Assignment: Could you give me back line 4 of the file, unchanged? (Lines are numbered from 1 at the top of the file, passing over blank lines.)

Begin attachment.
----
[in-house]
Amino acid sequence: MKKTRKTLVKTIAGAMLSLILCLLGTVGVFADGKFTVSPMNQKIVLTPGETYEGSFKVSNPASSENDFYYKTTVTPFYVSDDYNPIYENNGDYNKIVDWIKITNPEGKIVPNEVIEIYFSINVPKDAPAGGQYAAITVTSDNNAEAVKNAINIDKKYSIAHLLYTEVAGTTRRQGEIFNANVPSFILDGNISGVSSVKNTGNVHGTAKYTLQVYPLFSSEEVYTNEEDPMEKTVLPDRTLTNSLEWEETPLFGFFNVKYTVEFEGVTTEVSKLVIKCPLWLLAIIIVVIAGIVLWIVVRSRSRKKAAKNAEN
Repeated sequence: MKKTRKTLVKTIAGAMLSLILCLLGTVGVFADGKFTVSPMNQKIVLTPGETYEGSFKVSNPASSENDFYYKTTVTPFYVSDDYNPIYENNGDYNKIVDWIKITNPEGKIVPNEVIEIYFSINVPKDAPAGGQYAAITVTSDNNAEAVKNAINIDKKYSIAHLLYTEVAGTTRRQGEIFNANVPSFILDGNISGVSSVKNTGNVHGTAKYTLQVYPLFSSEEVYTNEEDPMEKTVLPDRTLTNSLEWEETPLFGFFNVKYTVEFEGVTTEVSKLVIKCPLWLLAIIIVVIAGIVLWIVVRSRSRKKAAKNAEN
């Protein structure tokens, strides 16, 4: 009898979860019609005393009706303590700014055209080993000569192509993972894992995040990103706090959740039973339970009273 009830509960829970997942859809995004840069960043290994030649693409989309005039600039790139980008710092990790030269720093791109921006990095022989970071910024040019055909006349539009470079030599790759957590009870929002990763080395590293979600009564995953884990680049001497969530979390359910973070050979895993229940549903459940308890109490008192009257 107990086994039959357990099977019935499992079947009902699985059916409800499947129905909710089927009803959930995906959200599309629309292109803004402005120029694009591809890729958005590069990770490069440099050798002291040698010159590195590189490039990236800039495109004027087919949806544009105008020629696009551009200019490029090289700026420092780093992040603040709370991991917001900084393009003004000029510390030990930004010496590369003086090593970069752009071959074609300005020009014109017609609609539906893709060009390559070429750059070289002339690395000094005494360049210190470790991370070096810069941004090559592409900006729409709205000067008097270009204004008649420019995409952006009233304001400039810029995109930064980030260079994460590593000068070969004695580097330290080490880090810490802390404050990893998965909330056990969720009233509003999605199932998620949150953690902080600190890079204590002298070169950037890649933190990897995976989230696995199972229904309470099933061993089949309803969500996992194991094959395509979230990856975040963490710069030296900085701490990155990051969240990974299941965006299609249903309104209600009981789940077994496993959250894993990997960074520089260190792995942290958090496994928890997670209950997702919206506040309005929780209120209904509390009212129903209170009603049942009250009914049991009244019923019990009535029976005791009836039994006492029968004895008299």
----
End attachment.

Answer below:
């Protein structure tokens, strides 16, 4: 009898979860019609005393009706303590700014055209080993000569192509993972894992995040990103706090959740039973339970009273 009830509960829970997942859809995004840069960043290994030649693409989309005039600039790139980008710092990790030269720093791109921006990095022989970071910024040019055909006349539009470079030599790759957590009870929002990763080395590293979600009564995953884990680049001497969530979390359910973070050979895993229940549903459940308890109490008192009257 107990086994039959357990099977019935499992079947009902699985059916409800499947129905909710089927009803959930995906959200599309629309292109803004402005120029694009591809890729958005590069990770490069440099050798002291040698010159590195590189490039990236800039495109004027087919949806544009105008020629696009551009200019490029090289700026420092780093992040603040709370991991917001900084393009003004000029510390030990930004010496590369003086090593970069752009071959074609300005020009014109017609609609539906893709060009390559070429750059070289002339690395000094005494360049210190470790991370070096810069941004090559592409900006729409709205000067008097270009204004008649420019995409952006009233304001400039810029995109930064980030260079994460590593000068070969004695580097330290080490880090810490802390404050990893998965909330056990969720009233509003999605199932998620949150953690902080600190890079204590002298070169950037890649933190990897995976989230696995199972229904309470099933061993089949309803969500996992194991094959395509979230990856975040963490710069030296900085701490990155990051969240990974299941965006299609249903309104209600009981789940077994496993959250894993990997960074520089260190792995942290958090496994928890997670209950997702919206506040309005929780209120209904509390009212129903209170009603049942009250009914049991009244019923019990009535029976005791009836039994006492029968004895008299």